The restored ballroom will once again provide important space for our students to socialize between classes and build community. Comfortable lounge seating makes this a comfortable place for students to gather throughout the day. At other times, the space can be programmed for auditorium or conference style seating for guest speakers, banquet style for gala events and dinners, and as exhibit space for career expos, student organization showcases, and student recruiting events.


Wellness Center

At this location on Level 0 of the Ochsner Wellness Center you will see the weight training area with equipment used by kinesiology faculty who teach related exercise science and human performance courses. Beyond the weight training area, divided by a curtain wall, you will see a large multipurpose activity space which includes a regulation size half court and basketball goals along with retractable seating for class lectures.

This Level 0 entrance to the Ochsner Wellness Center faces Cypress Drive will be used primarily by the college and its schools, often in partnership with Ochsner Health, for community service activities such as health and wellness screening and other external-programming events.

Here on Level 1 of the Ochsner Wellness Center is the cardio training area with equipment used by kinesiology faculty who teach related exercise science and human performance related courses. Also, located on this level is the new dance studio with a special floating hardwood floor for activity classes such as aerobics, yoga, palates, and Zumba.


Lawn (Former Pool Area)

Situated in between the gymnasium, grand ballroom, student union, and handball courts stood the most notable feature of the Huey P. Long Field House facility when it first opened in 1932, the monumental 180-foot x 48-foot pool. Promoted in the 1933 Gumbo as the longest in the United States, this distinction came as a direct result of Governor Huey P. Long himself. As the story goes, during one of Long’s many surveys of the construction site, he asked if the pool would be the biggest in the country. He was told that the pool at the United States Naval Academy in Annapolis, Maryland, would be slightly longer. True to legend, Long reacted by ordering the construction foreman to “put ten more feet on this pool” so that it could be the longest outdoor pool in the United States.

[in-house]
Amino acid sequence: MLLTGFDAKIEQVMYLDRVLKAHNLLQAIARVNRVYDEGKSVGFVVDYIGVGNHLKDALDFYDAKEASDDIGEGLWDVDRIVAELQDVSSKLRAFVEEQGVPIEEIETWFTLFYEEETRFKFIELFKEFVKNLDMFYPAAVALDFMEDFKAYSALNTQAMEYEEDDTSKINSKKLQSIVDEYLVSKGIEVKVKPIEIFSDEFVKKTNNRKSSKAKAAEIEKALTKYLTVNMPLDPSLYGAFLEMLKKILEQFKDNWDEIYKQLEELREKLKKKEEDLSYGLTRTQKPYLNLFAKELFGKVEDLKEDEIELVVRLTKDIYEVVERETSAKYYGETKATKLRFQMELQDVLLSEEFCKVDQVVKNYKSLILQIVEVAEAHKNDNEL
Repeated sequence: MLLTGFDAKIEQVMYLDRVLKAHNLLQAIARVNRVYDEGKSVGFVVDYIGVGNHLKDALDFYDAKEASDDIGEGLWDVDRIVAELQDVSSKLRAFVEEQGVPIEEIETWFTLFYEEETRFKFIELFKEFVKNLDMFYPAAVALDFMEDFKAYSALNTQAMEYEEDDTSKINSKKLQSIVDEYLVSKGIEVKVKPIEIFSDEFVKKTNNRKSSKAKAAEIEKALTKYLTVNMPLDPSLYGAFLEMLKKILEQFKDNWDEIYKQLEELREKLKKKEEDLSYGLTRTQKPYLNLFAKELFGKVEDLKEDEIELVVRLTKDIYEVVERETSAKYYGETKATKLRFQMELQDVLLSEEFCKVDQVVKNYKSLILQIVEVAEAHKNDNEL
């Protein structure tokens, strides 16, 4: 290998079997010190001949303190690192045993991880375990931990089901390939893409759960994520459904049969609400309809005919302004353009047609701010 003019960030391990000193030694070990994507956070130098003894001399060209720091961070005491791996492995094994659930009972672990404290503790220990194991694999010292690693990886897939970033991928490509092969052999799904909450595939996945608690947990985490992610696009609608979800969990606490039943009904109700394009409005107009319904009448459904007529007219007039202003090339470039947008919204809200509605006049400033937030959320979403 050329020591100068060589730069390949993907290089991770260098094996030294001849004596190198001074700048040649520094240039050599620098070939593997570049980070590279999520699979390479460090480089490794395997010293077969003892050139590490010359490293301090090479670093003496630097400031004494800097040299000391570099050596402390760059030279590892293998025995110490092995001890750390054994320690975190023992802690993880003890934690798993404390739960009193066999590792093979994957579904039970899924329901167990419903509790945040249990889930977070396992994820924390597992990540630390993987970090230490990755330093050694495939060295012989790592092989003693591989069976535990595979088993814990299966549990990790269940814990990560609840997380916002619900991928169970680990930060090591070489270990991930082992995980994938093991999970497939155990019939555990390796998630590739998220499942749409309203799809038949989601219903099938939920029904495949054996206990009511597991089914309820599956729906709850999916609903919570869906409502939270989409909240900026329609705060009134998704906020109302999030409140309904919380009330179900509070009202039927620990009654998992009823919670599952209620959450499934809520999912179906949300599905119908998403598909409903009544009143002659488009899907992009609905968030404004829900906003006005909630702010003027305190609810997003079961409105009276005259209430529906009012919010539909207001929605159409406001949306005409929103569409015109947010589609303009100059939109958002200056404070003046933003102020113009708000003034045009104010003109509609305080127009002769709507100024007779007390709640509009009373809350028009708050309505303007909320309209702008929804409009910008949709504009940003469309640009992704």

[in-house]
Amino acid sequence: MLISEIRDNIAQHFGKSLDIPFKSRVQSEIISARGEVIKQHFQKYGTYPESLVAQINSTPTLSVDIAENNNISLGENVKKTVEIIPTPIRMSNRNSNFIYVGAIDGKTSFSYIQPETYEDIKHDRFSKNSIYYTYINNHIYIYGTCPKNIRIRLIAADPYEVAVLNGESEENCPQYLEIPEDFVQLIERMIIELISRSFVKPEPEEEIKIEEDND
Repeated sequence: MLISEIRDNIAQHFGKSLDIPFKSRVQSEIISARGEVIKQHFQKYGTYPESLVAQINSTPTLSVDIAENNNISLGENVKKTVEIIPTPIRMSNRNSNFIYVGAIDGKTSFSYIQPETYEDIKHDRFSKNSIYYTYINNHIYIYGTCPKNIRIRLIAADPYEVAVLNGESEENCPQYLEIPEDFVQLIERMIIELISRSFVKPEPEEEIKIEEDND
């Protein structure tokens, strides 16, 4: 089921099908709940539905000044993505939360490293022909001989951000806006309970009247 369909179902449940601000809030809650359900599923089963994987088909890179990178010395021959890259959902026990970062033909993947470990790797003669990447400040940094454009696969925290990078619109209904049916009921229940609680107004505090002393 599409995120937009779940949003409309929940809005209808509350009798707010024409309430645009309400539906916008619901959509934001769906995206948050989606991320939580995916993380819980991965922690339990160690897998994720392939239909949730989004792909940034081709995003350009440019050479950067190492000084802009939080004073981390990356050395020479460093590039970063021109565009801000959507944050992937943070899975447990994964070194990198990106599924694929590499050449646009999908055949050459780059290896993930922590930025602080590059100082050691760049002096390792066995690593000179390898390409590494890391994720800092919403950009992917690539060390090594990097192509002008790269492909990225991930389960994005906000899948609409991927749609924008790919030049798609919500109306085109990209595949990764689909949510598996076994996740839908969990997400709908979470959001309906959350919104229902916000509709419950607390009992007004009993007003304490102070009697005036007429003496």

Ultimately, this area of the building complex emerged as its most significant feature to position it as a campus icon. Recreational swimming and athletic competitions created some of the most memorable connections to the facility from the very beginning and lasted throughout ensuing decades. As an example, in 1938 LSU began men’s swimming as a varsity sport. In 1939, they hosted their first home matches at the Huey P. Long Pool against Georgia Tech and Texas A&M.  One year later, the group’s second place Southeastern Conference (SEC) finish was LSU’s highest finish in the SEC until their first team title in 1988. After reintroducing swimming in 1969 as a varsity sport, the Tigers also produced several SEC champions and all-Americans who exclusively swam and trained in the Huey P. Long Pool.

The Huey P. Long Pool further acted as a training and entertainment center for the women’s synchronized swimming team the “Bengalettes” who also performed there. The amazing Aquacade show with the theme of Moonlight and Magnolias also delighted attendees in 1946. A cast of 400 students using elaborately built floats choreographed an incredible spectacle involving balloons, aquatic clowns, and girls sponsored by each of the 31 Greek organizations to be Aquacade Queen. The total performance wowed the audience and inspired Life magazine to feature an article on the spectacle.

Scan of archive photo showing students enjoying the pool area.

Open swimming opportunities and extraordinary charitable events, therapeutic measures, and educational activities also took place in the pool, when it was not being used for competition, to elevate the Huey P. Long Field House as an important social anchor at LSU and within the Baton Rouge community. As a treatment and physical therapy venue for polio victims and disabled children, the Huey P. Long Field House served as a bastion of relief, peace, and acceptance. The annual Anchor Splash charitable activities hosted by the various fraternities and sororities on campus dominated the fall calendar and generated significant proceeds for the Louisiana State School for the Visually Impaired, muscular dystrophy research, alcohol awareness, and provided money to the Delta Gamma Foundation of Grants and Scholarships during the 1970s, '80s, and early '90s.  Educationally, the Huey P. Long Pool serviced LSU’s institutional needs because swim classes were mandatory for all students until the 1970s. Life-saving courses were also added as some of the most useful and educational activities promoted within the venue. As an example, the Huey P. Long Pool was used by accredited Red Cross Life Saving instructors as early as 1934 to help 67 students pass the certification examination.